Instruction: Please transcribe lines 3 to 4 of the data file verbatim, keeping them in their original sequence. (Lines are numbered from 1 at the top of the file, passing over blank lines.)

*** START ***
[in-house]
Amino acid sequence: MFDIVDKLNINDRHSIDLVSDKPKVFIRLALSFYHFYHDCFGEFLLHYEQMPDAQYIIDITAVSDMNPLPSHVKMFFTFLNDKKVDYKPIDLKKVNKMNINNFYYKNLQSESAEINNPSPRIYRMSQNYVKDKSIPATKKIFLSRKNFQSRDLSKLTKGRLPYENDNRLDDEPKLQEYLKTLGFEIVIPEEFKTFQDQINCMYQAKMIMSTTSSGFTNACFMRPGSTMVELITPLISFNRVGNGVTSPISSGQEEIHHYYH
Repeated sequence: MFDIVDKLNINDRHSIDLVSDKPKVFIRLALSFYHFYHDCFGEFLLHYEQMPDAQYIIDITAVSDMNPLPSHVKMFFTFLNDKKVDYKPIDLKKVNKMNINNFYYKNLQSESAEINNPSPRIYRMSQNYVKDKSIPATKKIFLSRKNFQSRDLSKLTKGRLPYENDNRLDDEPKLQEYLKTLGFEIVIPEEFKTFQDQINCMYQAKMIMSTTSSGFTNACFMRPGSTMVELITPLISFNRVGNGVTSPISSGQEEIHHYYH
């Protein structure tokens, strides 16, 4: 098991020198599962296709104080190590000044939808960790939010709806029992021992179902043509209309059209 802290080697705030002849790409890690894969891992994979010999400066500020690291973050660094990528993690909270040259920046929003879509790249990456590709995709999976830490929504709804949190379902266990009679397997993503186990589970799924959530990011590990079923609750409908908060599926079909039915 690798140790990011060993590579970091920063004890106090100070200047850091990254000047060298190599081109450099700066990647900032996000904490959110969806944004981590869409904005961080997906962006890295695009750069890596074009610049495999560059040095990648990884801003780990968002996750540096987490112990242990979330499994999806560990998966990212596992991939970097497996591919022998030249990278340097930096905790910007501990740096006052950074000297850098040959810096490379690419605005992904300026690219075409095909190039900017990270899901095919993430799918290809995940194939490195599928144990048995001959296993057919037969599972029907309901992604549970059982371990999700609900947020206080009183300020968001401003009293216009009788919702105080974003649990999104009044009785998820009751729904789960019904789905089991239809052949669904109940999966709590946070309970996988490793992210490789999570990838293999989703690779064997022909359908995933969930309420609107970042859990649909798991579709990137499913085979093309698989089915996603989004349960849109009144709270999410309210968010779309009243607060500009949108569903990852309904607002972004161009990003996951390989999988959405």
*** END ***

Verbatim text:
Repeated sequence: MFDIVDKLNINDRHSIDLVSDKPKVFIRLALSFYHFYHDCFGEFLLHYEQMPDAQYIIDITAVSDMNPLPSHVKMFFTFLNDKKVDYKPIDLKKVNKMNINNFYYKNLQSESAEINNPSPRIYRMSQNYVKDKSIPATKKIFLSRKNFQSRDLSKLTKGRLPYENDNRLDDEPKLQEYLKTLGFEIVIPEEFKTFQDQINCMYQAKMIMSTTSSGFTNACFMRPGSTMVELITPLISFNRVGNGVTSPISSGQEEIHHYYH
């Protein structure tokens, strides 16, 4: 098991020198599962296709104080190590000044939808960790939010709806029992021992179902043509209309059209 802290080697705030002849790409890690894969891992994979010999400066500020690291973050660094990528993690909270040259920046929003879509790249990456590709995709999976830490929504709804949190379902266990009679397997993503186990589970799924959530990011590990079923609750409908908060599926079909039915 690798140790990011060993590579970091920063004890106090100070200047850091990254000047060298190599081109450099700066990647900032996000904490959110969806944004981590869409904005961080997906962006890295695009750069890596074009610049495999560059040095990648990884801003780990968002996750540096987490112990242990979330499994999806560990998966990212596992991939970097497996591919022998030249990278340097930096905790910007501990740096006052950074000297850098040959810096490379690419605005992904300026690219075409095909190039900017990270899901095919993430799918290809995940194939490195599928144990048995001959296993057919037969599972029907309901992604549970059982371990999700609900947020206080009183300020968001401003009293216009009788919702105080974003649990999104009044009785998820009751729904789960019904789905089991239809052949669904109940999966709590946070309970996988490793992210490789999570990838293999989703690779064997022909359908995933969930309420609107970042859990649909798991579709990137499913085979093309698989089915996603989004349960849109009144709270999410309210968010779309009243607060500009949108569903990852309904607002972004161009990003996951390989999988959405």